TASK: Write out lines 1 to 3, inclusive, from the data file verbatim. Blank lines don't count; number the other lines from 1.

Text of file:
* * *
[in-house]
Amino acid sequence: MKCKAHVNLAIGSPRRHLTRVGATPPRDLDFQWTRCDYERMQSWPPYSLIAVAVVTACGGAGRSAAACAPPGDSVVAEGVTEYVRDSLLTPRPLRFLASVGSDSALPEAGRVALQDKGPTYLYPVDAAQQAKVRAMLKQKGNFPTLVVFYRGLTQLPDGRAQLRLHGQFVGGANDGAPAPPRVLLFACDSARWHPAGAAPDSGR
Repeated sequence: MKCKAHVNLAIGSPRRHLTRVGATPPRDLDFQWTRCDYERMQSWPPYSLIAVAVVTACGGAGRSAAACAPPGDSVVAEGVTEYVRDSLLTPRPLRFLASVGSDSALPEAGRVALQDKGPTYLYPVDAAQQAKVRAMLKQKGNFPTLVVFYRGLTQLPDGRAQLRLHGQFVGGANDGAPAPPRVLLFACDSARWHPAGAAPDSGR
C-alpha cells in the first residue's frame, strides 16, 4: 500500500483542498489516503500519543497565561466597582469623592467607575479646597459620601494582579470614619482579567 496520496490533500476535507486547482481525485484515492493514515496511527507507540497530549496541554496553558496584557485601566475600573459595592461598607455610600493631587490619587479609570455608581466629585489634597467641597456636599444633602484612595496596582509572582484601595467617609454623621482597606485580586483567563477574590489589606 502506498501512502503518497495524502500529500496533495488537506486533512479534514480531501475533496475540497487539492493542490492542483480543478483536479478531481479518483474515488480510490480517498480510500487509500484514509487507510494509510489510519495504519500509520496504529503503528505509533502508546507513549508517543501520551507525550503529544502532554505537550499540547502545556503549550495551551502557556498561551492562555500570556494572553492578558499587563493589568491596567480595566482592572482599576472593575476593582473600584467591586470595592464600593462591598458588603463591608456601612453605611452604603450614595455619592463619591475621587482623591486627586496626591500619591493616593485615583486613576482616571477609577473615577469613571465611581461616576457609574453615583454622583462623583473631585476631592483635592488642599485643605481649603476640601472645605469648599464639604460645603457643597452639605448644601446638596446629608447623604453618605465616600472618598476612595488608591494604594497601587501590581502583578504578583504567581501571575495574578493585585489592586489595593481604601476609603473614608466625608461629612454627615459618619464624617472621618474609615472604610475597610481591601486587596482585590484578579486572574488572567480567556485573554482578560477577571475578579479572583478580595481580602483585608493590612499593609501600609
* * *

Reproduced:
[in-house]
Amino acid sequence: MKCKAHVNLAIGSPRRHLTRVGATPPRDLDFQWTRCDYERMQSWPPYSLIAVAVVTACGGAGRSAAACAPPGDSVVAEGVTEYVRDSLLTPRPLRFLASVGSDSALPEAGRVALQDKGPTYLYPVDAAQQAKVRAMLKQKGNFPTLVVFYRGLTQLPDGRAQLRLHGQFVGGANDGAPAPPRVLLFACDSARWHPAGAAPDSGR
Repeated sequence: MKCKAHVNLAIGSPRRHLTRVGATPPRDLDFQWTRCDYERMQSWPPYSLIAVAVVTACGGAGRSAAACAPPGDSVVAEGVTEYVRDSLLTPRPLRFLASVGSDSALPEAGRVALQDKGPTYLYPVDAAQQAKVRAMLKQKGNFPTLVVFYRGLTQLPDGRAQLRLHGQFVGGANDGAPAPPRVLLFACDSARWHPAGAAPDSGR